Second-life battery storage project announced during yesterday’s “TVC National Summit”
Nissan, Middle Tennessee Electric, the University of Tennessee-Oak Ridge Innovation Institute, Tennessee State University, and Seven States Power Corporation are teaming up to launch an innovative second-life battery storage project.
The partners announced the collaboration yesterday at the “Tennessee Valley Corridor National Summit” in Washington, DC. A major impetus for the collaboration is the rapid transition to electric vehicles and the escalating need for energy storage that are driving demand for innovative approaches to repurposing used electric vehicle (EV) batteries in ways that enhance the resilience of America’s electric grid. The stated goal of the partnership is to build a solution that can be helpful locally and modeled globally.
Used battery packs from Nissan’s all-electric LEAF – the first mass-produced EV in the U.S. – will be used to construct two Battery Energy Storage Systems (BESS) at Nissan America’s headquarters in Franklin, TN. The retrieved packs will undergo testing and be assembled in modular, scalable storage systems. The BESS systems will provide supplemental power supply and peak demand shaving for Nissan’s facilities and support the Middle Tennessee electric grid.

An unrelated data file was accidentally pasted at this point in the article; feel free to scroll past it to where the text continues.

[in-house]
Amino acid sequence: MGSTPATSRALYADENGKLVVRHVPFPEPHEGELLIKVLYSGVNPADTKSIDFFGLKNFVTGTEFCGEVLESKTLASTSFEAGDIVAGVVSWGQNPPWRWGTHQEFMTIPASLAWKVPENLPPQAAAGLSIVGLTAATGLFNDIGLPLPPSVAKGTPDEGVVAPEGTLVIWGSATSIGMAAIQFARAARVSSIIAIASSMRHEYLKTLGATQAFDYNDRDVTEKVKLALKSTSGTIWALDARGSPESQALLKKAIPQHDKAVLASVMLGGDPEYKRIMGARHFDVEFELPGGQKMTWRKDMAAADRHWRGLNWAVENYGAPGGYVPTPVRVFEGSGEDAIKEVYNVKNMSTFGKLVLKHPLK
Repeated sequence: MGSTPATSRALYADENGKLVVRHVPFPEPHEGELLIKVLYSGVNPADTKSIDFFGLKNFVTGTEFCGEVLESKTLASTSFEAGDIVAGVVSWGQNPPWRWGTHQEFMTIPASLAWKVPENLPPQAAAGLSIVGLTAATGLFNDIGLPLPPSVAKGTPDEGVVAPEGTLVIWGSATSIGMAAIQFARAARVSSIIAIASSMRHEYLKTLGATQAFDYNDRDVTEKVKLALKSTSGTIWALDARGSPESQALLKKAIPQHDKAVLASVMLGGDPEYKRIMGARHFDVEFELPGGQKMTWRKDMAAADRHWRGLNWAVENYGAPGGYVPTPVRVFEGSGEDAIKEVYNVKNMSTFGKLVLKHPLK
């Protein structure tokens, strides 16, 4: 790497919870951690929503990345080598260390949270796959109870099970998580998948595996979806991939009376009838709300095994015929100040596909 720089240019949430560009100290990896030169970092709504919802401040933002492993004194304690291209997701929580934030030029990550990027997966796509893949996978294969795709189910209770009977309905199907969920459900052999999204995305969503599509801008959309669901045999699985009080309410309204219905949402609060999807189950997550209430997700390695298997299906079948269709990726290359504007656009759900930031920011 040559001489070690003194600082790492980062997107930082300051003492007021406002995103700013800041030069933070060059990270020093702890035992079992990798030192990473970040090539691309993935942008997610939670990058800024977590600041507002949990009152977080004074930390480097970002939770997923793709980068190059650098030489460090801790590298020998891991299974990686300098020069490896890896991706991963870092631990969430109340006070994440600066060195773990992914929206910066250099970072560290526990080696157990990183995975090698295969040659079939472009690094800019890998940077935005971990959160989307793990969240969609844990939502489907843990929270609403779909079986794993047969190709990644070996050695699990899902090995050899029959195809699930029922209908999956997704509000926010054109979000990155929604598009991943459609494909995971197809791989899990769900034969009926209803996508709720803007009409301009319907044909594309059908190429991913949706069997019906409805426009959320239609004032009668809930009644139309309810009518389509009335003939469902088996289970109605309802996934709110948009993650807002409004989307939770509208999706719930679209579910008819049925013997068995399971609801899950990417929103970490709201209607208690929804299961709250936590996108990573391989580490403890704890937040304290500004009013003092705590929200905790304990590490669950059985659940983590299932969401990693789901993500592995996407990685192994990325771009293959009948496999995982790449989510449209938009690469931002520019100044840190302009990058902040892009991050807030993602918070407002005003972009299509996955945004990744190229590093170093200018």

This project will repurpose Nissan’s used EV batteries, giving them a “second life” as a BESS for the Nissan electrical system. The group will also research how to best reduce energy usage, improve battery life, optimize energy distribution within the system and into the grid, house and scale the packs and system, in addition, make it easy and safe for consumers to connect to the electric grid.
The project leverages a circular process model. Batteries lose capacity to fully charge over time. When EV batteries reach that point, the battery’s performance is no longer ideal for use in the vehicle and the battery is replaced. These used batteries have an opportunity to be repurposed in other long-life applications.
The partners have built a strong, cross-collaborative team to assist in the implementation, assess performance and discover potential market applications. The University of Tennessee and Oak Ridge National Laboratory’s UT-Oak Ridge Innovation Institute will lead the research aspect of the project with Tom Zawodzinski heading the effort. He holds one of the joint UT, Knoxville and ORNL Governor’s Chairs, specifically in Electrical Energy Conversion and Storage. Middle Tennessee Electric, the utility provider for Nissan’s U.S. headquarters, will assist in integrating the battery storage unit into the electric grid and assess electric system impacts. Seven States Power Corporation will provide expert utility insights, consistent with its mission to design, develop, and deploy next generation technology for local power companies in the Tennessee Valley. Tennessee State University’s College of Engineering will support this project by providing opportunities to develop diverse workforce and support environmental justice initiatives.
In addition to repurposing EV batteries, the partners will explore how best to package the battery cells to improve the ease of maintenance and to test the functionality and connectivity of control systems and building maintenance systems.
Click here to read the full release including quotes from the key players.